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Directories

As with other modern file systems, a directory in NTFS is a file whose data contains a collection of name/file mappings.

  • A directory entry contains the name of the file and file reference. The file references identify the file on this volume. In other words,it is an internal name for the file.

A reference is a (file number, sequence number) pair. The file number is the offset of the file's entry in the MFT table. It issimilar to the Unix inumber (Inode number).

  • The list of file names in the directories is not stored in a simple list, but rather as a lexigraphically-sorted tree, called a B+ tree (thiswill be familiar to those with a database background). The data structure is called an index in NFTS (again, following the terminology from databases).
  • The NTFS design specifies that an index can be constructed for any attribute, but currently only file name indices are supported.
  • The name for a file appears both in its directory entry and in the MFT entry for the file itself.
  • As with regular files, if the directory is small enough, it can fit entirely within the MFT entry.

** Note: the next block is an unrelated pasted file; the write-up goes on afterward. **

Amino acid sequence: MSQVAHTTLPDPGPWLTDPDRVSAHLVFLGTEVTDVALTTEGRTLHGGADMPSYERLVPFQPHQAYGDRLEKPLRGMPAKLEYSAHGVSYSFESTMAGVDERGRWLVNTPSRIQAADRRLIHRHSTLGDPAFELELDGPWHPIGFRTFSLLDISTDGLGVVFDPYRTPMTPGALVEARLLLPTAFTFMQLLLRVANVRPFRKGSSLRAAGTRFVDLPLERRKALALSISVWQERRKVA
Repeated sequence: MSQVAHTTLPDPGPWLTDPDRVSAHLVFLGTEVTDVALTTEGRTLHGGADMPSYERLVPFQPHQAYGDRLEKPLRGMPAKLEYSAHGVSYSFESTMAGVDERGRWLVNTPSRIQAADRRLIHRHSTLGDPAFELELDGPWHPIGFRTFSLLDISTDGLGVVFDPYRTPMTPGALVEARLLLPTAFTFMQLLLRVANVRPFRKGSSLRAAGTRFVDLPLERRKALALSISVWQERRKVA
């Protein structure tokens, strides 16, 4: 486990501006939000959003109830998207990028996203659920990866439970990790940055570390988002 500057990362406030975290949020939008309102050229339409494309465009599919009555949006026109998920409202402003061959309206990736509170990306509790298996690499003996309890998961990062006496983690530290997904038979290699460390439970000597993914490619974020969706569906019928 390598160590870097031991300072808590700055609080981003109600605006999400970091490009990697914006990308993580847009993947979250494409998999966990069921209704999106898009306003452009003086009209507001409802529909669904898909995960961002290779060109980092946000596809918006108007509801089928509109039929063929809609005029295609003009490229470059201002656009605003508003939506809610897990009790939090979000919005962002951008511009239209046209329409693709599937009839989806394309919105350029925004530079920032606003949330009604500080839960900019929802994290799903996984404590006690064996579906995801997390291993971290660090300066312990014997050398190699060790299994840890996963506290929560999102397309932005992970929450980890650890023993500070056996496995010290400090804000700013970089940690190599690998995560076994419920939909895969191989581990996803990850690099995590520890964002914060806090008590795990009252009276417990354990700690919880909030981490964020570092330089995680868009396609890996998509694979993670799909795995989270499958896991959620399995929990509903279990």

If the directory is larger, then the top part of (the B+ tree of) the directory is in the MFT entry, which points to extents thatcontain the rest of the name/file mappings.

File system crash recovery

Unix file system crash recovery

Computers can crash at any time, and we want the file system to behave sensibly in the face of crashes. The key idea is calledconsistency:

  • The file data and the various control structures (descriptors, bitmaps) must be in agreement.
  • Since crashes can occur at any time, not all updates to the disk may be completed.
  • We must insure that when the system reboots, it can return its file system to some sensible state.
  • The key constraint is that any file system write operation, in progress at the time of the crash, either completely finishes or appears as ifit never happened. This is called atomicity by the database folks.

Insuring consistency requires two things:

  • Updates to the file system data structures must be done in the write order (and there is only one right order)!
  • The proper steps must be taken at reboot time to bring the system back in to a consistent state.

There are three basic updates that happen when data is written to a file.

  1. A block (or blocks) is allocated from the free list (bit map).
  2. Data is written to the newly allocated block.
  3. The inode is updated to include the new data.

These operations must be done in the above order. If they are not, then it is possible to have a data block included in a filethat might have garbage (uninitialized data) in the block.

After rebooting, the recovery utility program on Unix, called "fsck", is going to traverse the entire directory structure of thedisk to insure that all free blocks are in the free list.

Recovery after a crash follows these steps:

  1. Allocate a temporary bit map, initialized to indicate that all disk blocks are free.
  2. Start at the inode for the root directory.
  3. Traverse the directory: